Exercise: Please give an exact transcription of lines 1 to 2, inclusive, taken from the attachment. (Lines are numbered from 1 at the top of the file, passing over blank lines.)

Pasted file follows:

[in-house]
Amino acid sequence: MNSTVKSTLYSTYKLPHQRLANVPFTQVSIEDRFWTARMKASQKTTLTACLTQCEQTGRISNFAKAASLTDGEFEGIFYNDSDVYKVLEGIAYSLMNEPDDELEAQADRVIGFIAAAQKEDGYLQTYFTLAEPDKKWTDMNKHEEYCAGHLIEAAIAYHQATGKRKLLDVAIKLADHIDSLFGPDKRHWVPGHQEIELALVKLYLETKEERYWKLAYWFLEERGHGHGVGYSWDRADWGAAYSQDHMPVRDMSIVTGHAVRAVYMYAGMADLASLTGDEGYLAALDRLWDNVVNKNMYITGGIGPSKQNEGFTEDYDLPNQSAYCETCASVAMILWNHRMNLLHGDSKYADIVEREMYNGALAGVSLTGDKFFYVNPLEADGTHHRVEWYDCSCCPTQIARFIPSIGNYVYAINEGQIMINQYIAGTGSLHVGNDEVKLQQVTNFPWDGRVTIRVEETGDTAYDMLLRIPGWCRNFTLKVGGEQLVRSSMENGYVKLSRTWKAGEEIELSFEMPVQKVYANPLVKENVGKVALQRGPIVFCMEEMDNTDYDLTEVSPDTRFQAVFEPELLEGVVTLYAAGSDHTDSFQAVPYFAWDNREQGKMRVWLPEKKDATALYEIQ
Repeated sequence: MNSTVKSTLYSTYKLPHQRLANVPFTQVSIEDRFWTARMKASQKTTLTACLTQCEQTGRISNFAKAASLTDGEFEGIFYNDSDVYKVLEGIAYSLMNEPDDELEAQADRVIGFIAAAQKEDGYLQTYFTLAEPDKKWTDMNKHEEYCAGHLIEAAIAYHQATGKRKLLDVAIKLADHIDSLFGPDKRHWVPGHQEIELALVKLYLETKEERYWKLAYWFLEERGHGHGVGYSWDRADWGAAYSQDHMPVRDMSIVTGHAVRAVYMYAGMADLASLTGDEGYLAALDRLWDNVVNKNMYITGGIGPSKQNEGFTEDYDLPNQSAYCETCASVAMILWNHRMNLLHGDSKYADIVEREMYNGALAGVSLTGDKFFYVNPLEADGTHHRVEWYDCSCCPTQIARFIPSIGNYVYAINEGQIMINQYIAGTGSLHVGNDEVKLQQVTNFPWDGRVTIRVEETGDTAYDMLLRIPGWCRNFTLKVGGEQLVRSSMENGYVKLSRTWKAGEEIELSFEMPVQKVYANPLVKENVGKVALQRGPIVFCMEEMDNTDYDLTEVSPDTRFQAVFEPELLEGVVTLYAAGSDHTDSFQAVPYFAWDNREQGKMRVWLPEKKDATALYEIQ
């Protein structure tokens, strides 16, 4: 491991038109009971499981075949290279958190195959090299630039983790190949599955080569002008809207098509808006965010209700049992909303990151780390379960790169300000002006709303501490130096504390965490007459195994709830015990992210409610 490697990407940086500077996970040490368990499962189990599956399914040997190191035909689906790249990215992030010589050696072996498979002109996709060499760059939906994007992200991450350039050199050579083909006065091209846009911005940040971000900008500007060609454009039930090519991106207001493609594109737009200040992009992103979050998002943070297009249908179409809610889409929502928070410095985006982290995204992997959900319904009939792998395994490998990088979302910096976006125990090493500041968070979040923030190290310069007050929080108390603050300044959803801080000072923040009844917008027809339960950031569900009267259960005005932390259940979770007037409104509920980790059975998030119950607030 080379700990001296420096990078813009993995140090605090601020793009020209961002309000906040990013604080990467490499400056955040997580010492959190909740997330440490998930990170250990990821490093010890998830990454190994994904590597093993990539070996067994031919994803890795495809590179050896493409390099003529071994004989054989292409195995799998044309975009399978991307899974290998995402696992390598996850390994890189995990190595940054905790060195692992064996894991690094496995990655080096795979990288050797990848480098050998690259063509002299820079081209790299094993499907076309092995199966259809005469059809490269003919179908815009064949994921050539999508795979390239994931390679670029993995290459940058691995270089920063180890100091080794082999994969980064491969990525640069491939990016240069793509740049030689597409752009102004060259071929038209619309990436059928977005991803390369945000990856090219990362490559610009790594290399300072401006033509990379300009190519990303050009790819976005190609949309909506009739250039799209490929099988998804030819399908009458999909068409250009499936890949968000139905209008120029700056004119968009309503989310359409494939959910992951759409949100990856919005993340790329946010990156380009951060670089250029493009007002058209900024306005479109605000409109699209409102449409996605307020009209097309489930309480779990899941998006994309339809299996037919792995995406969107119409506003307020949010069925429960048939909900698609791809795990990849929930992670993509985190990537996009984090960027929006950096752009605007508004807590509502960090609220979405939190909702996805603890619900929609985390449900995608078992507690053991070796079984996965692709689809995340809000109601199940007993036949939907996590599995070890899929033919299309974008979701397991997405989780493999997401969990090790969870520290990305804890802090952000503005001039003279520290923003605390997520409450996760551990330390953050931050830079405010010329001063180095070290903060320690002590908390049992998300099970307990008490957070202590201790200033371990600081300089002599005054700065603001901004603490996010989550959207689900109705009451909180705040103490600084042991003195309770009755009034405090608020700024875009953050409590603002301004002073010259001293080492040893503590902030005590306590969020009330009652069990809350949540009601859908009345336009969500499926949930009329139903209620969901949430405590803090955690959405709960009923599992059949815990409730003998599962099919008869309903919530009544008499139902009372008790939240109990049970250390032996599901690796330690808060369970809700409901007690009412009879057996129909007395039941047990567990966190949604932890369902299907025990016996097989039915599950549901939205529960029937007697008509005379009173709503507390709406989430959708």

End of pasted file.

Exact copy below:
[in-house]
Amino acid sequence: MNSTVKSTLYSTYKLPHQRLANVPFTQVSIEDRFWTARMKASQKTTLTACLTQCEQTGRISNFAKAASLTDGEFEGIFYNDSDVYKVLEGIAYSLMNEPDDELEAQADRVIGFIAAAQKEDGYLQTYFTLAEPDKKWTDMNKHEEYCAGHLIEAAIAYHQATGKRKLLDVAIKLADHIDSLFGPDKRHWVPGHQEIELALVKLYLETKEERYWKLAYWFLEERGHGHGVGYSWDRADWGAAYSQDHMPVRDMSIVTGHAVRAVYMYAGMADLASLTGDEGYLAALDRLWDNVVNKNMYITGGIGPSKQNEGFTEDYDLPNQSAYCETCASVAMILWNHRMNLLHGDSKYADIVEREMYNGALAGVSLTGDKFFYVNPLEADGTHHRVEWYDCSCCPTQIARFIPSIGNYVYAINEGQIMINQYIAGTGSLHVGNDEVKLQQVTNFPWDGRVTIRVEETGDTAYDMLLRIPGWCRNFTLKVGGEQLVRSSMENGYVKLSRTWKAGEEIELSFEMPVQKVYANPLVKENVGKVALQRGPIVFCMEEMDNTDYDLTEVSPDTRFQAVFEPELLEGVVTLYAAGSDHTDSFQAVPYFAWDNREQGKMRVWLPEKKDATALYEIQ